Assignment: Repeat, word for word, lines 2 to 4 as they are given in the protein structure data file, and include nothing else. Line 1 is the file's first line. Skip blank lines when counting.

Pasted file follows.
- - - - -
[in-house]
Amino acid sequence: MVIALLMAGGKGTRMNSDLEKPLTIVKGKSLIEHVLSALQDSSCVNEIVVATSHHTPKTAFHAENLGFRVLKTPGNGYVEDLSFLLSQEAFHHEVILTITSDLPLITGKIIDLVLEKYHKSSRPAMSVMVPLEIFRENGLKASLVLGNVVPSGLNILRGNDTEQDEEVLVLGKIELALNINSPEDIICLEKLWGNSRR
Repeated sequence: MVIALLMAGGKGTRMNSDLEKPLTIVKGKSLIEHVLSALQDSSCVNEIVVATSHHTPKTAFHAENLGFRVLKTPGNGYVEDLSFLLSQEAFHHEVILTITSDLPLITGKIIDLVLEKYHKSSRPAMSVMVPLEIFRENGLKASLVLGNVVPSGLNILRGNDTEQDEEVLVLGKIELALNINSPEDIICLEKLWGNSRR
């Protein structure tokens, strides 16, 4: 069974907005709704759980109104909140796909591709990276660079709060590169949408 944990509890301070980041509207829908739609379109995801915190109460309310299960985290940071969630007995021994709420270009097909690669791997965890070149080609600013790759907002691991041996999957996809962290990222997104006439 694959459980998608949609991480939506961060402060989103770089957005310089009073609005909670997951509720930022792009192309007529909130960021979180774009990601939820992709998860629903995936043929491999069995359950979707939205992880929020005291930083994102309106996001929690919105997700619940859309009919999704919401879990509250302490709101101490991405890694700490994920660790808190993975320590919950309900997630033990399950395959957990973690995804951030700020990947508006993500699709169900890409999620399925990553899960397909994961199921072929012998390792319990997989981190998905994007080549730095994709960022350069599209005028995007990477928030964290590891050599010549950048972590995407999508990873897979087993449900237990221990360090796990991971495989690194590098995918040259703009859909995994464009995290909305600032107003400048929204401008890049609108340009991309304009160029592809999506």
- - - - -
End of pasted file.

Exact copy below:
Amino acid sequence: MVIALLMAGGKGTRMNSDLEKPLTIVKGKSLIEHVLSALQDSSCVNEIVVATSHHTPKTAFHAENLGFRVLKTPGNGYVEDLSFLLSQEAFHHEVILTITSDLPLITGKIIDLVLEKYHKSSRPAMSVMVPLEIFRENGLKASLVLGNVVPSGLNILRGNDTEQDEEVLVLGKIELALNINSPEDIICLEKLWGNSRR
Repeated sequence: MVIALLMAGGKGTRMNSDLEKPLTIVKGKSLIEHVLSALQDSSCVNEIVVATSHHTPKTAFHAENLGFRVLKTPGNGYVEDLSFLLSQEAFHHEVILTITSDLPLITGKIIDLVLEKYHKSSRPAMSVMVPLEIFRENGLKASLVLGNVVPSGLNILRGNDTEQDEEVLVLGKIELALNINSPEDIICLEKLWGNSRR
């Protein structure tokens, strides 16, 4: 069974907005709704759980109104909140796909591709990276660079709060590169949408 944990509890301070980041509207829908739609379109995801915190109460309310299960985290940071969630007995021994709420270009097909690669791997965890070149080609600013790759907002691991041996999957996809962290990222997104006439 694959459980998608949609991480939506961060402060989103770089957005310089009073609005909670997951509720930022792009192309007529909130960021979180774009990601939820992709998860629903995936043929491999069995359950979707939205992880929020005291930083994102309106996001929690919105997700619940859309009919999704919401879990509250302490709101101490991405890694700490994920660790808190993975320590919950309900997630033990399950395959957990973690995804951030700020990947508006993500699709169900890409999620399925990553899960397909994961199921072929012998390792319990997989981190998905994007080549730095994709960022350069599209005028995007990477928030964290590891050599010549950048972590995407999508990873897979087993449900237990221990360090796990991971495989690194590098995918040259703009859909995994464009995290909305600032107003400048929204401008890049609108340009991309304009160029592809999506």